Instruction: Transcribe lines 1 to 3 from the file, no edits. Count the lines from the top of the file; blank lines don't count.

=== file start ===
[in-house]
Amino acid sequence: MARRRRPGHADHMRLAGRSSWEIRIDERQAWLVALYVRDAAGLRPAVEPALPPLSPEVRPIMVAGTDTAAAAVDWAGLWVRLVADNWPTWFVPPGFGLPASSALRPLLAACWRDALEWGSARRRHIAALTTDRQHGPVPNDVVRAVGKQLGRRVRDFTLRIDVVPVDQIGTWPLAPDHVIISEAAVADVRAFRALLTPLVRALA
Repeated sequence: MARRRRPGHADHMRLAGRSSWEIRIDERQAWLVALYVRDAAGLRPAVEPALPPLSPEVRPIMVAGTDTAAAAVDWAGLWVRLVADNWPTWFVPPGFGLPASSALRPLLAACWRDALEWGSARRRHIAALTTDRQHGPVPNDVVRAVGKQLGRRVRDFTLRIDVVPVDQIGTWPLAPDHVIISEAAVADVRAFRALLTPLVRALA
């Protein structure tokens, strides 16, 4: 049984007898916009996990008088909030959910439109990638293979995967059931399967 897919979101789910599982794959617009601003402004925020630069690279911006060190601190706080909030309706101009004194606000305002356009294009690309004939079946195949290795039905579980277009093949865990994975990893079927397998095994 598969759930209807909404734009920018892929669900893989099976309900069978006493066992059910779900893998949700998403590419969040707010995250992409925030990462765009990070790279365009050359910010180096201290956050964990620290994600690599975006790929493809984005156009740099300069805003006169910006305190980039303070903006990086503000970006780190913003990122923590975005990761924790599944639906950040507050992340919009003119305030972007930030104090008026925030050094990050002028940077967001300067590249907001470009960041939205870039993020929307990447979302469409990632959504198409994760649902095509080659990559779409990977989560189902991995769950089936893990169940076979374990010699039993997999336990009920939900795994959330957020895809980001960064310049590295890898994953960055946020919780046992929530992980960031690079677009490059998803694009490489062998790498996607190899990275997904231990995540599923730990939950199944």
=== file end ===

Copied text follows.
[in-house]
Amino acid sequence: MARRRRPGHADHMRLAGRSSWEIRIDERQAWLVALYVRDAAGLRPAVEPALPPLSPEVRPIMVAGTDTAAAAVDWAGLWVRLVADNWPTWFVPPGFGLPASSALRPLLAACWRDALEWGSARRRHIAALTTDRQHGPVPNDVVRAVGKQLGRRVRDFTLRIDVVPVDQIGTWPLAPDHVIISEAAVADVRAFRALLTPLVRALA
Repeated sequence: MARRRRPGHADHMRLAGRSSWEIRIDERQAWLVALYVRDAAGLRPAVEPALPPLSPEVRPIMVAGTDTAAAAVDWAGLWVRLVADNWPTWFVPPGFGLPASSALRPLLAACWRDALEWGSARRRHIAALTTDRQHGPVPNDVVRAVGKQLGRRVRDFTLRIDVVPVDQIGTWPLAPDHVIISEAAVADVRAFRALLTPLVRALA